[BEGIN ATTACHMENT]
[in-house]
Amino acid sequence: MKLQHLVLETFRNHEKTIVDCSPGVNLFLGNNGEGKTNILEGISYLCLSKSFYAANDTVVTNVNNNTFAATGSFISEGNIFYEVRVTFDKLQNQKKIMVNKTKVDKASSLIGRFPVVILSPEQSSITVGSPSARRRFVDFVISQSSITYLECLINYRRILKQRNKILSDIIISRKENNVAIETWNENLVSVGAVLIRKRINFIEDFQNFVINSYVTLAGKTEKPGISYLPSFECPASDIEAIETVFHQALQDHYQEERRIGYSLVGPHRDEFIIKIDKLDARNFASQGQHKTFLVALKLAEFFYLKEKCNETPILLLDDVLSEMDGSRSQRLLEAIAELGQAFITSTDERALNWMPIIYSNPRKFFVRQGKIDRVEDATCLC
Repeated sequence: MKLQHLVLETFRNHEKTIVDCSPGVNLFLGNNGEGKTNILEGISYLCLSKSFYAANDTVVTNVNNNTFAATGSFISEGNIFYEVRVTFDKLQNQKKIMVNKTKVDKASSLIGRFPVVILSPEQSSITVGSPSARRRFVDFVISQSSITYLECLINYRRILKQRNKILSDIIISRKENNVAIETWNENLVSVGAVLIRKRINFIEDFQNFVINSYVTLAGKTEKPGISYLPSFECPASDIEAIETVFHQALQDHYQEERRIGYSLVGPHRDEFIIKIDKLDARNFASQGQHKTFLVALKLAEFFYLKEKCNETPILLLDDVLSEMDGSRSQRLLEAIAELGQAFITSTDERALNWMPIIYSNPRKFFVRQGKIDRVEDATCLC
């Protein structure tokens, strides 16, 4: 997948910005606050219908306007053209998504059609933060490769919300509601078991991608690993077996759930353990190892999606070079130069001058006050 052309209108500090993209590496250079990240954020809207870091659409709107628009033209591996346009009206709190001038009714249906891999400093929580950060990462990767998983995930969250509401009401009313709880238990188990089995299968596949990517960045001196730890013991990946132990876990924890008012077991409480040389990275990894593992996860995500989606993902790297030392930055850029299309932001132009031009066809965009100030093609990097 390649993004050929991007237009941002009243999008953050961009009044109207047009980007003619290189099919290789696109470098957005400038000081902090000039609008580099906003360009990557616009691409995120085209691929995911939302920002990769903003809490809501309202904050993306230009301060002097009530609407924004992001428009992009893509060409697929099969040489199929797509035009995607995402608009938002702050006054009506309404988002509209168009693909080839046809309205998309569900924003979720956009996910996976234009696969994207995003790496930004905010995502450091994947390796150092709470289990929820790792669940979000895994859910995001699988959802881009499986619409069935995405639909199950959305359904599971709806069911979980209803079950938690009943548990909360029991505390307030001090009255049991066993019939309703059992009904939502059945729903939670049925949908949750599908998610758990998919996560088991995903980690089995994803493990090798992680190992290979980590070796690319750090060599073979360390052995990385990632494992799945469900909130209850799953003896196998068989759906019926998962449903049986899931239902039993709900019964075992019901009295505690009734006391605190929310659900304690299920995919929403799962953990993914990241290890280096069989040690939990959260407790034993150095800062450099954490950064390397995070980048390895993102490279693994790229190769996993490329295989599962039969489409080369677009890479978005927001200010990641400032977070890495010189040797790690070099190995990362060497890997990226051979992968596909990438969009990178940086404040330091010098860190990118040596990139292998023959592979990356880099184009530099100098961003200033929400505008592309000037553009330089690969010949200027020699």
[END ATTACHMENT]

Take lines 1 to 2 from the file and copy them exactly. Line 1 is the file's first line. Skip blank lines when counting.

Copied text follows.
[in-house]
Amino acid sequence: MKLQHLVLETFRNHEKTIVDCSPGVNLFLGNNGEGKTNILEGISYLCLSKSFYAANDTVVTNVNNNTFAATGSFISEGNIFYEVRVTFDKLQNQKKIMVNKTKVDKASSLIGRFPVVILSPEQSSITVGSPSARRRFVDFVISQSSITYLECLINYRRILKQRNKILSDIIISRKENNVAIETWNENLVSVGAVLIRKRINFIEDFQNFVINSYVTLAGKTEKPGISYLPSFECPASDIEAIETVFHQALQDHYQEERRIGYSLVGPHRDEFIIKIDKLDARNFASQGQHKTFLVALKLAEFFYLKEKCNETPILLLDDVLSEMDGSRSQRLLEAIAELGQAFITSTDERALNWMPIIYSNPRKFFVRQGKIDRVEDATCLC